In a show of support, John Bolton, the White House national security adviser, will also travel to Ukraine next week for the country’s independence day celebrations on Friday. And Secretary of State Mike Pompeo recently issued a strong call for Russia to end its occupation of Crimea.

Still, fears exist that the relationship could again turn south, especially given Trump’s rapport with Russian President Vladimir Putin. With the Ukrainians fighting the Kremlin for their territorial integrity, they feel they have little room to maneuver.

“The situation isn’t stable between the White House and Ukraine — [Kiev] will try to avoid any factor that could weaken their position,” said Getmanchuk.

And the entire Manafort case, dating back to revelations last year, is a “very toxic” factor, Getmanchuk said, adding: “Some lessons have been learned.”

Still, she said, “I hope they will use this case as a pretext to communicate anti-corruption steps in the U.S. — to show that Ukraine is at least a little bit different now.”

At the moment, however, bureaucratic confusion reigns over how Ukraine will handle any new evidence that has come out of the Manafort trial. It’s not entirely clear which government body would pick up an investigation.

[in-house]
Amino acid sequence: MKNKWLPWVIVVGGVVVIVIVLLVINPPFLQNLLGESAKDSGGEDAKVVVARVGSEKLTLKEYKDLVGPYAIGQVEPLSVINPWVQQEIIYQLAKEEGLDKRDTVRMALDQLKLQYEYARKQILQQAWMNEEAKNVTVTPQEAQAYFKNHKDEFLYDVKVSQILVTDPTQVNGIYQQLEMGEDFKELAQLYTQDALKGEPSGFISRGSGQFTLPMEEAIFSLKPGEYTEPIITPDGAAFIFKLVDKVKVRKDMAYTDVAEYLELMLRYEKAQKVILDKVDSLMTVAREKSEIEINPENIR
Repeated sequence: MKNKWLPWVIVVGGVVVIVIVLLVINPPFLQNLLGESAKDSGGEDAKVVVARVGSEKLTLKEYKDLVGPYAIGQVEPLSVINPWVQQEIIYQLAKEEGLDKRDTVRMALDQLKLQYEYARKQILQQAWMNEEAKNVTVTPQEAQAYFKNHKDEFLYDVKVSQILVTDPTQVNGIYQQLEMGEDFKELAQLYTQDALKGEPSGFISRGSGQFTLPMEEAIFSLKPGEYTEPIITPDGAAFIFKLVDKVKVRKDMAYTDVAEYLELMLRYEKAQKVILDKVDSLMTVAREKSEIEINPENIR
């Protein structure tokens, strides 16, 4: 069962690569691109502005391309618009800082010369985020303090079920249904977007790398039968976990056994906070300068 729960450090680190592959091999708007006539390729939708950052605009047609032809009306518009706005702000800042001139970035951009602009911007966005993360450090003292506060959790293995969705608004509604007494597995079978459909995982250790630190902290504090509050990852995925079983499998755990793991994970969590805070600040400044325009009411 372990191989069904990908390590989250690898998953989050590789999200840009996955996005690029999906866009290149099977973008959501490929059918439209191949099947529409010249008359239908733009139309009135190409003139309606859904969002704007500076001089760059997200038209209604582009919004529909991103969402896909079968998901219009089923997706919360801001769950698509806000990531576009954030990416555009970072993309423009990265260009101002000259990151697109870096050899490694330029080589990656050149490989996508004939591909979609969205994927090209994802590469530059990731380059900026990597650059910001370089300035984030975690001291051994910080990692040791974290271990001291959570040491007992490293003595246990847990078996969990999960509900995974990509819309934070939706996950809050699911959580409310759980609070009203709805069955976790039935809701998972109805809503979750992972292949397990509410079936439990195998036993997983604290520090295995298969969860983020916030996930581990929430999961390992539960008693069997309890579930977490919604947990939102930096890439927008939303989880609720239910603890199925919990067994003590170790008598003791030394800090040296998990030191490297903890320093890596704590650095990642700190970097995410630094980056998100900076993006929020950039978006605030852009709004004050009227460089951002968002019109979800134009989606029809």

Officials at Ukraine’s general prosecutor’s office said that they will decide soon what they will do with the new information: open an entirely new investigation, use the evidence to supplement existing ones or do nothing at all.

Other authorities say Ukraine’s newly created Federal Bureau of Investigation — which isn’t yet up and running — should handle any probe. Meanwhile, a spokesperson for the country’s National Anti-Corruption Bureau, which is tasked with investigating corruption after the country’s 2014 revolution that pushed out Viktor Yanukovych, told POLITICO the organization is “aware” of the revelations in the U.S. and is “examining this information.”

Separately, Manafort is a person of interest — but not charged with any crime — in three cases currently being pursued by the Ukrainian general prosecutor’s office, including an investigation into off-the-books payments by Yanukovych’s political party (referred to in Ukraine as the case of the “black ledgers”).

These cases have encountered a number of roadblocks in Kiev, though. In April, Ukrainian officials stripped investigators of their right to issue subpoenas in the investigations, effectively freezing the probes. Some critics speculated that the cases were halted because of their political sensitivity at a time of tense U.S.-Ukraine relations. Officials say the freeze has since been lifted.

Washington officials have also hindered the probes. The Justice Department has failed to answer most letters from Ukrainian authorities requesting assistance in questioning Manafort and other witnesses, despite a legal assistance agreement between the two countries.